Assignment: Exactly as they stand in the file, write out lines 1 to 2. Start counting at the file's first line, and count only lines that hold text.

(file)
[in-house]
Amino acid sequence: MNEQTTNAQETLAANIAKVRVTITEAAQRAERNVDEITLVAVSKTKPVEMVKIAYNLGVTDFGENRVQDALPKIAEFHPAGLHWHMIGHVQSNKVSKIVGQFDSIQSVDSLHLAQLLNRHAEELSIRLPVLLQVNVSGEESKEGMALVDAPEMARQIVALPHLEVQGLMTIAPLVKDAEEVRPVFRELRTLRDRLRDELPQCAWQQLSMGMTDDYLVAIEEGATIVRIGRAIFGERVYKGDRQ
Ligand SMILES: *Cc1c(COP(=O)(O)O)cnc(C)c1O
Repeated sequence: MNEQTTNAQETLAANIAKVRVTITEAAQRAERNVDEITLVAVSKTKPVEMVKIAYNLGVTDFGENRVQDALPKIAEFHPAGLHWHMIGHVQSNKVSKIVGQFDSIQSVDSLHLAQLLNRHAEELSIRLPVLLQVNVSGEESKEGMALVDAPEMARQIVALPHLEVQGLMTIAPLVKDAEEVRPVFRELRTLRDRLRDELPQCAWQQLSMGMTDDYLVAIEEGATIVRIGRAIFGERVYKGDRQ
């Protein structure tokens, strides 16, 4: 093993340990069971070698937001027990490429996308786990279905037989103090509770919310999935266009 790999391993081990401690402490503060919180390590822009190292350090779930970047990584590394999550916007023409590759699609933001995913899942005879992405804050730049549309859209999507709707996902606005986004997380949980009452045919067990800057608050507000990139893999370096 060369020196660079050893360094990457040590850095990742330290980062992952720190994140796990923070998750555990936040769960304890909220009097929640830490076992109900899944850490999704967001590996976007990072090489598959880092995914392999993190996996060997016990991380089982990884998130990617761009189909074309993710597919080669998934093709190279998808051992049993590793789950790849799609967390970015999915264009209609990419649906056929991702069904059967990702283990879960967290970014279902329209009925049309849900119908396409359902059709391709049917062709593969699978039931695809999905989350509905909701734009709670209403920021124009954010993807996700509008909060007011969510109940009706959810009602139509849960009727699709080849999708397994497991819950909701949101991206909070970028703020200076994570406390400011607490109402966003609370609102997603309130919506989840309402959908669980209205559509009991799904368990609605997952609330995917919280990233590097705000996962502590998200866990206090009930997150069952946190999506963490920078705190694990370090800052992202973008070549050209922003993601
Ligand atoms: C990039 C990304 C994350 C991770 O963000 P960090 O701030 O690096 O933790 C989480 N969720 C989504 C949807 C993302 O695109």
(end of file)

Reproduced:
[in-house]
Amino acid sequence: MNEQTTNAQETLAANIAKVRVTITEAAQRAERNVDEITLVAVSKTKPVEMVKIAYNLGVTDFGENRVQDALPKIAEFHPAGLHWHMIGHVQSNKVSKIVGQFDSIQSVDSLHLAQLLNRHAEELSIRLPVLLQVNVSGEESKEGMALVDAPEMARQIVALPHLEVQGLMTIAPLVKDAEEVRPVFRELRTLRDRLRDELPQCAWQQLSMGMTDDYLVAIEEGATIVRIGRAIFGERVYKGDRQ